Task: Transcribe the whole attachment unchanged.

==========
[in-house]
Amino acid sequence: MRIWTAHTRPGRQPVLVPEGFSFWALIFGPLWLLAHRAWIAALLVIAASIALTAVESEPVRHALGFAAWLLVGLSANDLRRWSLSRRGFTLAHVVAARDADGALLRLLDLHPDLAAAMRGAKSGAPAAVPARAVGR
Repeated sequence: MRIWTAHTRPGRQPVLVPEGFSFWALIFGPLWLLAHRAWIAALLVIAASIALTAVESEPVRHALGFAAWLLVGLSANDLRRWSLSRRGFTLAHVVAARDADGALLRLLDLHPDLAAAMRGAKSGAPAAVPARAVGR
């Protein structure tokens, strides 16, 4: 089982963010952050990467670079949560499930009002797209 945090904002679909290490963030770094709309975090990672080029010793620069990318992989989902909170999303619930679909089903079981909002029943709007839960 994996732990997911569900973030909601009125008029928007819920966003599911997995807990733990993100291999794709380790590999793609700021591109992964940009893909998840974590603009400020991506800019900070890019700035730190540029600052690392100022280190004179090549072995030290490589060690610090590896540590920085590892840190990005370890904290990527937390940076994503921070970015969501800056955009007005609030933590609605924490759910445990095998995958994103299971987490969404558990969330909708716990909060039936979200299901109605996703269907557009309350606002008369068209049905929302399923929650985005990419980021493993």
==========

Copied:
[in-house]
Amino acid sequence: MRIWTAHTRPGRQPVLVPEGFSFWALIFGPLWLLAHRAWIAALLVIAASIALTAVESEPVRHALGFAAWLLVGLSANDLRRWSLSRRGFTLAHVVAARDADGALLRLLDLHPDLAAAMRGAKSGAPAAVPARAVGR
Repeated sequence: MRIWTAHTRPGRQPVLVPEGFSFWALIFGPLWLLAHRAWIAALLVIAASIALTAVESEPVRHALGFAAWLLVGLSANDLRRWSLSRRGFTLAHVVAARDADGALLRLLDLHPDLAAAMRGAKSGAPAAVPARAVGR
């Protein structure tokens, strides 16, 4: 089982963010952050990467670079949560499930009002797209 945090904002679909290490963030770094709309975090990672080029010793620069990318992989989902909170999303619930679909089903079981909002029943709007839960 994996732990997911569900973030909601009125008029928007819920966003599911997995807990733990993100291999794709380790590999793609700021591109992964940009893909998840974590603009400020991506800019900070890019700035730190540029600052690392100022280190004179090549072995030290490589060690610090590896540590920085590892840190990005370890904290990527937390940076994503921070970015969501800056955009007005609030933590609605924490759910445990095998995958994103299971987490969404558990969330909708716990909060039936979200299901109605996703269907557009309350606002008369068209049905929302399923929650985005990419980021493993």